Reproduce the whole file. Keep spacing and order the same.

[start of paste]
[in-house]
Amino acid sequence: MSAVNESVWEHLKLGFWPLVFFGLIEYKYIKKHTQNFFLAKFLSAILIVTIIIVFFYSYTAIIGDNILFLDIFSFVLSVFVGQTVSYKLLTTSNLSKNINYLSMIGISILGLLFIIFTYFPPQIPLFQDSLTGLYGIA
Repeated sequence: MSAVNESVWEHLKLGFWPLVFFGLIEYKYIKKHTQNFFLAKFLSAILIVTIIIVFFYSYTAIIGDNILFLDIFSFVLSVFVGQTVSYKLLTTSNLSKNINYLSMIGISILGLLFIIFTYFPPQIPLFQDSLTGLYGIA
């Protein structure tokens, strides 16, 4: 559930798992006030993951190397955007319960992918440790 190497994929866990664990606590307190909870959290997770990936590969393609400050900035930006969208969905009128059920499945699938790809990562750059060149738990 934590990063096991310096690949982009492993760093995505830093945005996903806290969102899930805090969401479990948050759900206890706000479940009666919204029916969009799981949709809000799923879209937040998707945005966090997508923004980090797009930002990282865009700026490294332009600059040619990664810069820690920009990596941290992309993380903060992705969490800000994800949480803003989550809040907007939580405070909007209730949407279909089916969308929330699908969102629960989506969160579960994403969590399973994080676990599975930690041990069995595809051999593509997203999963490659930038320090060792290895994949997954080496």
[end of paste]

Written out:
[in-house]
Amino acid sequence: MSAVNESVWEHLKLGFWPLVFFGLIEYKYIKKHTQNFFLAKFLSAILIVTIIIVFFYSYTAIIGDNILFLDIFSFVLSVFVGQTVSYKLLTTSNLSKNINYLSMIGISILGLLFIIFTYFPPQIPLFQDSLTGLYGIA
Repeated sequence: MSAVNESVWEHLKLGFWPLVFFGLIEYKYIKKHTQNFFLAKFLSAILIVTIIIVFFYSYTAIIGDNILFLDIFSFVLSVFVGQTVSYKLLTTSNLSKNINYLSMIGISILGLLFIIFTYFPPQIPLFQDSLTGLYGIA
């Protein structure tokens, strides 16, 4: 559930798992006030993951190397955007319960992918440790 190497994929866990664990606590307190909870959290997770990936590969393609400050900035930006969208969905009128059920499945699938790809990562750059060149738990 934590990063096991310096690949982009492993760093995505830093945005996903806290969102899930805090969401479990948050759900206890706000479940009666919204029916969009799981949709809000799923879209937040998707945005966090997508923004980090797009930002990282865009700026490294332009600059040619990664810069820690920009990596941290992309993380903060992705969490800000994800949480803003989550809040907007939580405070909007209730949407279909089916969308929330699908969102629960989506969160579960994403969590399973994080676990599975930690041990069995595809051999593509997203999963490659930038320090060792290895994949997954080496």